Curriculum Design

Refresh Your Course

"Refresh Your Course: Step-by-Step” (pdf) outlines the following steps, providing resources and specific suggestions at each step:

  • Identify your reason(s) for changing the course (student performance, obsolescence, new text, new techniques or tools, boring).
  • Gather ideas and resources.
  • Plan the changes (adding connections or case studies, increasing role of metacognition and/or active learning, updating assignments or reading, incorporating technology, etc.)
  • Plan the evaluation, implement changes, and evaluate outcomes.

Developing an Online Course

“Top 10 Rules for Developing Your First Online Course” (online article) explains ten practical considerations:

  • Provide extra detail in your online syllabus.
  • Begin with community building.
  • Design for the web.
  • Account for different systems.
  • If someone can say it better than you, then let them.
  • Use a consistent format.
  • Remember the workload parameters.
  • Provide content in different formats whenever possible.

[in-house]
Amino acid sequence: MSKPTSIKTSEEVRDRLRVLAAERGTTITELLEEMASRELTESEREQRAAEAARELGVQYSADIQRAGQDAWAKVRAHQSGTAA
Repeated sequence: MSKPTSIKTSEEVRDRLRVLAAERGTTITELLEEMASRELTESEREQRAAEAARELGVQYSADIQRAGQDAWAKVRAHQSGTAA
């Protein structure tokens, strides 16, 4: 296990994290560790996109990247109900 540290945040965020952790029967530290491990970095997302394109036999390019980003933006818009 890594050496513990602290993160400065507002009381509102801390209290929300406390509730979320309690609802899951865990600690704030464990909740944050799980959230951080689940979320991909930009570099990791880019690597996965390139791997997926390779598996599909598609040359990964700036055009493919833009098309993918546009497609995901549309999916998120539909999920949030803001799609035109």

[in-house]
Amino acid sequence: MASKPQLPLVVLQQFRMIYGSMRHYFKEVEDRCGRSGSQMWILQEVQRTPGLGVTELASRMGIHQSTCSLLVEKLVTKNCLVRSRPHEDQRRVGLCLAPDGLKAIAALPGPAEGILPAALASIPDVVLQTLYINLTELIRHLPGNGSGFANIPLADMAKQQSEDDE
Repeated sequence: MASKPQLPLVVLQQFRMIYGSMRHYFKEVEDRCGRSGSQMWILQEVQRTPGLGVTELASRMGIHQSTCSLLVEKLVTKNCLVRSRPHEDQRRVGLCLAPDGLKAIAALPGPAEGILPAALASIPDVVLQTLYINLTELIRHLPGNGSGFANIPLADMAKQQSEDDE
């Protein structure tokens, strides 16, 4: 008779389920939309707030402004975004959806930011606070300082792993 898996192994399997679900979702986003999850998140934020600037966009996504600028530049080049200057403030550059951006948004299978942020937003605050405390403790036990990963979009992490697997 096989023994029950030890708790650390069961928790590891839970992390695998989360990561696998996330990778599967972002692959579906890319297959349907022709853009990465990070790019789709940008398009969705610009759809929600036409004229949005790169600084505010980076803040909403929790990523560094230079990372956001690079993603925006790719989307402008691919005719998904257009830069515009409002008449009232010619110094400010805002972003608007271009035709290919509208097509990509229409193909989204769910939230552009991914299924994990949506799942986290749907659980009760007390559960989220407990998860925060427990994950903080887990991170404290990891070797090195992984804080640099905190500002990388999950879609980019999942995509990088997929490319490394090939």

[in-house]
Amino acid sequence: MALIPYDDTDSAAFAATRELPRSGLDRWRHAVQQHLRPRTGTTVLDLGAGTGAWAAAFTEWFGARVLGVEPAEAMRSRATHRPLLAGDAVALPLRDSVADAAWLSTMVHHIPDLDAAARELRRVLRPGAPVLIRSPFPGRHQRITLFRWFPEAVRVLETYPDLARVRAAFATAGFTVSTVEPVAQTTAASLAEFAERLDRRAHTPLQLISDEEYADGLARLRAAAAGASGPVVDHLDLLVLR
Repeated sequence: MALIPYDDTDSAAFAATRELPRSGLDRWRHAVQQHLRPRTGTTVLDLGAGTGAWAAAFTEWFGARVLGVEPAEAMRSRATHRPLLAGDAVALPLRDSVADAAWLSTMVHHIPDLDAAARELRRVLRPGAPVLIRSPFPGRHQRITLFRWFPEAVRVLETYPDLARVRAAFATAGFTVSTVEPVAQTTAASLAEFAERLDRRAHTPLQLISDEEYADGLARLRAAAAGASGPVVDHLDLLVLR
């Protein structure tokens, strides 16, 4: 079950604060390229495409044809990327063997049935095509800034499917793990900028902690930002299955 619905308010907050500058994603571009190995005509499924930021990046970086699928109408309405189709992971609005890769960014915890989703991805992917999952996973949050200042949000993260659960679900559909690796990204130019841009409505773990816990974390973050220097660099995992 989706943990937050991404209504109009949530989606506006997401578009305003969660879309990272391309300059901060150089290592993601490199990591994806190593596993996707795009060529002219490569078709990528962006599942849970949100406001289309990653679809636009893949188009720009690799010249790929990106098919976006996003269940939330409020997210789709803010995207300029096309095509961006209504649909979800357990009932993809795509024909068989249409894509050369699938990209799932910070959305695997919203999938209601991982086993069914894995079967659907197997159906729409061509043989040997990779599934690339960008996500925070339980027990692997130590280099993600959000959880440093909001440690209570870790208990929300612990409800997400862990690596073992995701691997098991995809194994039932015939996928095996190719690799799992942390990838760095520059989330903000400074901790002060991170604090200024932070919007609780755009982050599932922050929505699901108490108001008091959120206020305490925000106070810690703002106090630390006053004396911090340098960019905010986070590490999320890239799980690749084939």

• Mix content and activities.
  • It takes longer than you think.

 

Taming the “Content Monster”

“Have You Tamed the Content Monster in Your Course?” (online article) addresses the problem of content “that increasingly balloons out of control each year as more and more content is added.” It suggests five practical strategies:

  • Focus on “threshold concepts” – critical concepts, ideas, and theories.
  • Re-position yourself as “content curator” rather than “content expert.”
  • Shift students from content “consumers” to content “contributors.” 
  • Use technology for out-of-class content coverage, saving class time for active engagement.
  • “Shift from ‘covering’ to ‘uncovering’ content through analysis, application, and problem-solving.” 

 

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